Are backbone providers cooperating with NSA?

News.com makes a survey of relevant companies and finds that Internet providers distance themselves from the program, while those providing backbone and undersea cables decline to answer. This fits with NSA history.
Written by ZDNet UK, Contributor on

A survey of ISPs, cable companies and telecom backbones providers conducted by News.com suggests that NSA wiretapping may be occurring at the backbone level. While "no comment" is hardly proof of complicity, the trend lines are certainly suggestive that certain sectors are cooperating. News.com's Declan McCullagh and Anne Broache write:

The News.com survey, started Jan. 25, found that wireless providers and cable companies were the most likely to distance themselves from the NSA. Cingular Wireless, Comcast, Cox Communications, Sprint Nextel and T-Mobile said they had not turned over information or opened their networks to the NSA without being required by law.

Companies that are backbone providers, or which operate undersea cables spanning the ocean, were among the least likely to respond. AT&T, Cable & Wireless, Global Crossing, Level 3, NTT Communications, SAVVIS Communications and Verizon Communications chose not to answer the questions posed to them.


The NY Times reported that the NSA has gained access to the switches that act as gateways between US and international networks, and intelligence observers say that backbone providers have long given NSA access.


"You go to Global Crossing [for example] and say...once your cable comes up for air in New Jersey or on the coast of Virginia, wherever it goes up, we want to put a little splice in, thank you very much, which NSA can do," said Matthew Aid, who recently completed the first volume in a multiple-volume history of the NSA. "The technology of getting access to that stuff is fairly straightforward."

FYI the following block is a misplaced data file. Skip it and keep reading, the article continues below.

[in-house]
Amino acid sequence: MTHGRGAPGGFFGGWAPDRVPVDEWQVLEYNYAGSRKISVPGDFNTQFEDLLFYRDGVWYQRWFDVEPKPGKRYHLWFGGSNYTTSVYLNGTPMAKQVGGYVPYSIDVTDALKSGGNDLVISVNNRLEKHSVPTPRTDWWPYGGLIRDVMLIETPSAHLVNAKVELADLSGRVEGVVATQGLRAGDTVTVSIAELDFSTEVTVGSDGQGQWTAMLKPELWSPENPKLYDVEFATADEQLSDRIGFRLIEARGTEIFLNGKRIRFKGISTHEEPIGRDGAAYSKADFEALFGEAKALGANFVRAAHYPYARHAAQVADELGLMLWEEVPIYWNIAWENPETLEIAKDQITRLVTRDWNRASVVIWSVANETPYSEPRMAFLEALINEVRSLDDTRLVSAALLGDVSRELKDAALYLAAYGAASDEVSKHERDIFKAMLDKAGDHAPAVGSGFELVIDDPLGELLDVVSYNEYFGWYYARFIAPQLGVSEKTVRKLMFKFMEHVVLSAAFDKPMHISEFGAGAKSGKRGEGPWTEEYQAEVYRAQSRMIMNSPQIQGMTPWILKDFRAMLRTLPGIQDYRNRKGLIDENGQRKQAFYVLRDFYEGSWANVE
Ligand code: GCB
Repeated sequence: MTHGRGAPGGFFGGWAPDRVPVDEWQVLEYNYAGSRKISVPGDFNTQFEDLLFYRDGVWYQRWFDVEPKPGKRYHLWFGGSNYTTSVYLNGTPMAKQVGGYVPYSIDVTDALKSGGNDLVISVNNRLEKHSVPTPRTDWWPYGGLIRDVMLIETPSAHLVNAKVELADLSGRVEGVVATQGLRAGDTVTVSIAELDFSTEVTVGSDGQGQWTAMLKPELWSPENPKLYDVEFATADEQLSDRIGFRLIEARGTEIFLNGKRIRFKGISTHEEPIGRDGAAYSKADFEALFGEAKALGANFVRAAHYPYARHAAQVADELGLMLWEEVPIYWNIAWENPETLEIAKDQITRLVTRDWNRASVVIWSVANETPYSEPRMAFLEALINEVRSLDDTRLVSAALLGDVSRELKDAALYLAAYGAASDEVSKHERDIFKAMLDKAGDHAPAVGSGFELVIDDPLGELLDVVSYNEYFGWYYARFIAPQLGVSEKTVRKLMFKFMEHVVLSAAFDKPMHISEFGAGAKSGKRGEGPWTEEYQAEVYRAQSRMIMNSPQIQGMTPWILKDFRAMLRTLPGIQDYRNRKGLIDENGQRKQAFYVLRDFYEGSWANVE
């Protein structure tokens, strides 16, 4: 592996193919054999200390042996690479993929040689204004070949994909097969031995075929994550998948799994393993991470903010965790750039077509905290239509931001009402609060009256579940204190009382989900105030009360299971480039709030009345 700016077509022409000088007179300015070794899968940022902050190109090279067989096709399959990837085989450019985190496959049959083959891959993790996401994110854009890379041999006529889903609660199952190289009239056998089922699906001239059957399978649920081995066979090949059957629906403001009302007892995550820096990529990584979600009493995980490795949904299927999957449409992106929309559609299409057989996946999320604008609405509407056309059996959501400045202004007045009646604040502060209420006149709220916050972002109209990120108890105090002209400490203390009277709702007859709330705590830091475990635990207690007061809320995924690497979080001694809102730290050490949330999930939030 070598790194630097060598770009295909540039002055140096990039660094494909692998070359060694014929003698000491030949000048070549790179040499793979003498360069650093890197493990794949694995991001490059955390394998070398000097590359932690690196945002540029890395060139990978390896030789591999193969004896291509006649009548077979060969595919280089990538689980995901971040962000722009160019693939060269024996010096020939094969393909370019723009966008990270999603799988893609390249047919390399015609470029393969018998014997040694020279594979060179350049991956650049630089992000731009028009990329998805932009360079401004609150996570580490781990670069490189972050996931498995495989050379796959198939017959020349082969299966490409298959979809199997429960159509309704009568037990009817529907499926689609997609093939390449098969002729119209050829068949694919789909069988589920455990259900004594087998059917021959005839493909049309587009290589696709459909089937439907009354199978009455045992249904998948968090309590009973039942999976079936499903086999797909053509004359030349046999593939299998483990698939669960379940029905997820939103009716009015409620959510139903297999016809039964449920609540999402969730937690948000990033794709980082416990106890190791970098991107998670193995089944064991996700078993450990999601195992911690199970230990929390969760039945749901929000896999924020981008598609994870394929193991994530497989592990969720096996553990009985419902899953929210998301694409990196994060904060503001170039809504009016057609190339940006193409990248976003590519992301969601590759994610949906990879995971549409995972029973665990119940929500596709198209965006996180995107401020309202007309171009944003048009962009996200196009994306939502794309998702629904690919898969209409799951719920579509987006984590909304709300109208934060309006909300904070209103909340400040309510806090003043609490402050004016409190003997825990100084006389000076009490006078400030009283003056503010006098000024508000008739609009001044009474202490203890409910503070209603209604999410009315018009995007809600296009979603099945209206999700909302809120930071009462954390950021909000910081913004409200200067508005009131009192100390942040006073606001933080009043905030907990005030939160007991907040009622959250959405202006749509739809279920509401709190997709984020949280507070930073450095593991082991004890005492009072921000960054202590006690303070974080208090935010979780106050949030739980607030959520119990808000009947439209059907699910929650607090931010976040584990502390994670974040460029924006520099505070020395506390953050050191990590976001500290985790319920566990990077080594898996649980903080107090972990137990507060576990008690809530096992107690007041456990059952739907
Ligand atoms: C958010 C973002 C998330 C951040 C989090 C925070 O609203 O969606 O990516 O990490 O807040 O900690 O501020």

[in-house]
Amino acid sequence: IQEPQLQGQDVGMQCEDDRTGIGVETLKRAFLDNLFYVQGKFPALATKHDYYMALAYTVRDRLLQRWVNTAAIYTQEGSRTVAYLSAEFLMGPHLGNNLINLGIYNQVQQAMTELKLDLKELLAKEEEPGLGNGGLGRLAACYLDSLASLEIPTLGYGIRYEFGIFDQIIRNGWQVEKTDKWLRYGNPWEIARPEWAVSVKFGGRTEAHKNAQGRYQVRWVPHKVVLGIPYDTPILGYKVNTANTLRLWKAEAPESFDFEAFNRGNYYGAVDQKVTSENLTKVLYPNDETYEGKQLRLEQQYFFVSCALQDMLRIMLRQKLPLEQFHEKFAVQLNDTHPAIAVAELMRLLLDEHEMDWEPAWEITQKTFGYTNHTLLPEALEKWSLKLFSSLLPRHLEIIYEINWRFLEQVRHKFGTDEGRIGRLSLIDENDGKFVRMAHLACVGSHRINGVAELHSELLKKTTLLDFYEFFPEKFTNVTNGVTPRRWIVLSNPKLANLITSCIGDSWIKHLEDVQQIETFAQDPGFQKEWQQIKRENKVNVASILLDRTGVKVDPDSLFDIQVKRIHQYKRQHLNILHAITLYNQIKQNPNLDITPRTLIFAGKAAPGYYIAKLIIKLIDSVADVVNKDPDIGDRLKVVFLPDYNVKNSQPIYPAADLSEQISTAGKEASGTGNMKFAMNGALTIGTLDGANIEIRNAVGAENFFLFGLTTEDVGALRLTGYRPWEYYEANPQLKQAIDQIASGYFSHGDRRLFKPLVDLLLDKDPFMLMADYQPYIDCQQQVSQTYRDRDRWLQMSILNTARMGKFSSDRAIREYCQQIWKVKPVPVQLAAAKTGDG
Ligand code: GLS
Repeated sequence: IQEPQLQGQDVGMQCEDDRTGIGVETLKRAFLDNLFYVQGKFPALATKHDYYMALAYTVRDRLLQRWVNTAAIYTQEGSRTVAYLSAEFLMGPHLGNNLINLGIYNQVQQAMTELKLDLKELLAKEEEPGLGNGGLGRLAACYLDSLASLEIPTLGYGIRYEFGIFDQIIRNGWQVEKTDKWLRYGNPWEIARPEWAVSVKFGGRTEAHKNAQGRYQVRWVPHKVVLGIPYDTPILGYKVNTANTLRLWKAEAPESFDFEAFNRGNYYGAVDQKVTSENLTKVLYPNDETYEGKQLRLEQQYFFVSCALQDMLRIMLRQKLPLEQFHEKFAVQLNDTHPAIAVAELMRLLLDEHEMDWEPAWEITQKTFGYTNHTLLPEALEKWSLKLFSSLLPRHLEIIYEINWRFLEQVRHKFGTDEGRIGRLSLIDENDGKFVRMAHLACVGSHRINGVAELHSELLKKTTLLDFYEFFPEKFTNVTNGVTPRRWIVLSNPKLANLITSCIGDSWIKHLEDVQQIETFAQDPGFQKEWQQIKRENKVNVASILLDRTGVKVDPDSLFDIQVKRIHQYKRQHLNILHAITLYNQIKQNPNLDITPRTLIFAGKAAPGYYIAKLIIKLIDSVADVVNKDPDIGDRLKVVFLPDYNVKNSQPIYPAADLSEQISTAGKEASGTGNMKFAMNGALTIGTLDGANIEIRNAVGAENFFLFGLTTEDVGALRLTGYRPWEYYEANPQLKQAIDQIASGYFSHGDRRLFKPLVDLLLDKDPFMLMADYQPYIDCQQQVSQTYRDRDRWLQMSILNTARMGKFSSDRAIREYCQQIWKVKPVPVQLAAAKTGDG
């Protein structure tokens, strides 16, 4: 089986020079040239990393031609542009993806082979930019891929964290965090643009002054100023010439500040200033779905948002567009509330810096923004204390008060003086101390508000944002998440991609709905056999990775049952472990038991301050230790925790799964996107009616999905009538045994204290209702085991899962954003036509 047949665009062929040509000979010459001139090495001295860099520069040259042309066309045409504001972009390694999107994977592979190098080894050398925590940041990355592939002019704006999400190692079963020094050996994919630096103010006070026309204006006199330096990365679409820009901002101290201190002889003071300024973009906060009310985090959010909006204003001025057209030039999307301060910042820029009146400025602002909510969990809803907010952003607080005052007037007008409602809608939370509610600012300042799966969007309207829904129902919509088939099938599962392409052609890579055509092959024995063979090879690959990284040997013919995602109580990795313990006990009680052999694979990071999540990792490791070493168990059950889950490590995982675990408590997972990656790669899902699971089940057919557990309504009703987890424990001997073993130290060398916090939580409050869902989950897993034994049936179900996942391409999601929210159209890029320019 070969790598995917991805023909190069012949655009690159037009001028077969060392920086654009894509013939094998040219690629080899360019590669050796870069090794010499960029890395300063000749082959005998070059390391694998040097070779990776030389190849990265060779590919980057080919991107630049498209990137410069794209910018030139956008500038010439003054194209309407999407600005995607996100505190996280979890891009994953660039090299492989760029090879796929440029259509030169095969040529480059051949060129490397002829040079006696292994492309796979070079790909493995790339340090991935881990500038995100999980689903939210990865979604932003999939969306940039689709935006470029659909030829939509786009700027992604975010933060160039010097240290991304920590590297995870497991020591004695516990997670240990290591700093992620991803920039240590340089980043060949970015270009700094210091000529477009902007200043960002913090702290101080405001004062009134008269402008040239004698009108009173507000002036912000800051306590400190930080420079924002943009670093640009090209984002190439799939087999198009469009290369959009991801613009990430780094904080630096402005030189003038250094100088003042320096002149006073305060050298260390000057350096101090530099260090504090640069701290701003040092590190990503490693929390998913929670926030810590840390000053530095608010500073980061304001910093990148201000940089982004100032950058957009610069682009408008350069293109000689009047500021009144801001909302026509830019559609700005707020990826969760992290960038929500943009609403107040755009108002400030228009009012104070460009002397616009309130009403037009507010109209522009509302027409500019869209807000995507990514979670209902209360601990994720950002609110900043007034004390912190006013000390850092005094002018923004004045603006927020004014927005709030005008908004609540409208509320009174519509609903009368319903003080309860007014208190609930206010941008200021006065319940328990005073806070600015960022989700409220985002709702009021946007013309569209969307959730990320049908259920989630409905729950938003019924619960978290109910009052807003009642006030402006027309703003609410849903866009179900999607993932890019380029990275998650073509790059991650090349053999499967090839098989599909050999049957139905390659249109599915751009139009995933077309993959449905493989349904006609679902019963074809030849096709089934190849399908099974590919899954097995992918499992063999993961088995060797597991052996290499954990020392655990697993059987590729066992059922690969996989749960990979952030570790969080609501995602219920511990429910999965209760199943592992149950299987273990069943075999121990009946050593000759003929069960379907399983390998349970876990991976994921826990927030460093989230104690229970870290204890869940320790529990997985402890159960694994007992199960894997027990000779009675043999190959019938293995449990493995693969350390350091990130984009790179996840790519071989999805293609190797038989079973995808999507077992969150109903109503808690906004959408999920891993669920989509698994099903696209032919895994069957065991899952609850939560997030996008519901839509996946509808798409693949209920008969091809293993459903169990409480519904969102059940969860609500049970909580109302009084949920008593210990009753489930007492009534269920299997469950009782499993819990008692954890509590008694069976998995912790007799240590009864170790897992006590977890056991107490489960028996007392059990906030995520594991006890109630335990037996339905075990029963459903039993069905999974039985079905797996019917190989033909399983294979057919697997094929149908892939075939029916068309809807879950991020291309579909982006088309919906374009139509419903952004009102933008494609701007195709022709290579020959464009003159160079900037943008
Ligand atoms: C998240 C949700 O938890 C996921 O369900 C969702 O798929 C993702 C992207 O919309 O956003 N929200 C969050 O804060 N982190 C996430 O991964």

The NSA has a long history of working with industry, McCullaugh and Broache write, noting Project Shamrock in which the NSA cooperated with Western Union to intercept telegrams between the US and overseas. The program was eventually turned inward by Richard Nixon and international calls made or placed to hundreds of Americans were intercepted and analyzed by NSA.  The FISA law, the Federal Intelligence Surveillance Act that many suspect the current domestic spying program of violating, was a direct result of Project Shamrock's excesses.

In his book titled "State of War," New York Times reporter James Risen wrote: "The NSA has extremely close relationships with both the telecommunications and computer industries, according to several government officials. Only a very few top executives in each corporation are aware of such relationships."

Tapping into undersea copper and fiber-optic cables where they make landfall would be one way to create a virtual web of surveillance that can snare Internet packets or voice communications when they traverse U.S. borders. One benefit for the government is that one participant in the conversation is likely to be overseas--permitting Gonzales and the NSA to stress the interception's international nature.




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